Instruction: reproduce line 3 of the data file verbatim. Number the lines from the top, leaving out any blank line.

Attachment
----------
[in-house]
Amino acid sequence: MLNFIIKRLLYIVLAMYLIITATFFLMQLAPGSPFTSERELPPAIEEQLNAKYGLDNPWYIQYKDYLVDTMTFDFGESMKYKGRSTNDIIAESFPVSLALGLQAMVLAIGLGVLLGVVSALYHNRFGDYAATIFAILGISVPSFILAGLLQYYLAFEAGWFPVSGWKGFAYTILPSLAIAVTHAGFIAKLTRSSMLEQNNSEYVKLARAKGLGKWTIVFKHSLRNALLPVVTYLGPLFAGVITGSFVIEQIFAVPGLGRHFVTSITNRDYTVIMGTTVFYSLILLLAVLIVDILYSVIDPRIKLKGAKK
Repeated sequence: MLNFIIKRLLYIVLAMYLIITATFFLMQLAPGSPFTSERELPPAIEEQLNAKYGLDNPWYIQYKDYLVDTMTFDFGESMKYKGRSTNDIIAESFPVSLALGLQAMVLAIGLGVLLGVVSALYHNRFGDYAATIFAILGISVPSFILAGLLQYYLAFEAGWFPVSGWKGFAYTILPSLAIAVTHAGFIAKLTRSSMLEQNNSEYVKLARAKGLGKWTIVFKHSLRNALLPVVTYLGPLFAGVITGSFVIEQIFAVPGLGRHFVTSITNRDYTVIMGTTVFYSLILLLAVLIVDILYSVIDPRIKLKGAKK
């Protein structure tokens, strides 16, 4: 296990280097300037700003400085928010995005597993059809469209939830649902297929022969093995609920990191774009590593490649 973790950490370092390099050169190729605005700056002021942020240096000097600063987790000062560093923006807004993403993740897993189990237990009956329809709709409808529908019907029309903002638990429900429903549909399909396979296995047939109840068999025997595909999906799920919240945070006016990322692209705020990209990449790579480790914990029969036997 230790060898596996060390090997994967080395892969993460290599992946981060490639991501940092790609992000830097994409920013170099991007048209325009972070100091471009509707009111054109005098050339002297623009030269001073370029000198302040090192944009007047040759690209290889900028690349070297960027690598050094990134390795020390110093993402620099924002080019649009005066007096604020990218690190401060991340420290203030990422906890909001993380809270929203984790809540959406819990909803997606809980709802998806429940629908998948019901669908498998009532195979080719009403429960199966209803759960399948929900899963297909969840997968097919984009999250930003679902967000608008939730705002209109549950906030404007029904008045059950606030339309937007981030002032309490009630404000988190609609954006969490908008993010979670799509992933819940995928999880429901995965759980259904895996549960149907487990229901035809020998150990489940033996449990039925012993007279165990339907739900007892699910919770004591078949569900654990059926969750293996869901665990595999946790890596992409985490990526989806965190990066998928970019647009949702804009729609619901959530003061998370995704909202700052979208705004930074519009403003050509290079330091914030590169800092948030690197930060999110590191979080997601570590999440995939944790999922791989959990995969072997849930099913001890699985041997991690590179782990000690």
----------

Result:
Repeated sequence: MLNFIIKRLLYIVLAMYLIITATFFLMQLAPGSPFTSERELPPAIEEQLNAKYGLDNPWYIQYKDYLVDTMTFDFGESMKYKGRSTNDIIAESFPVSLALGLQAMVLAIGLGVLLGVVSALYHNRFGDYAATIFAILGISVPSFILAGLLQYYLAFEAGWFPVSGWKGFAYTILPSLAIAVTHAGFIAKLTRSSMLEQNNSEYVKLARAKGLGKWTIVFKHSLRNALLPVVTYLGPLFAGVITGSFVIEQIFAVPGLGRHFVTSITNRDYTVIMGTTVFYSLILLLAVLIVDILYSVIDPRIKLKGAKK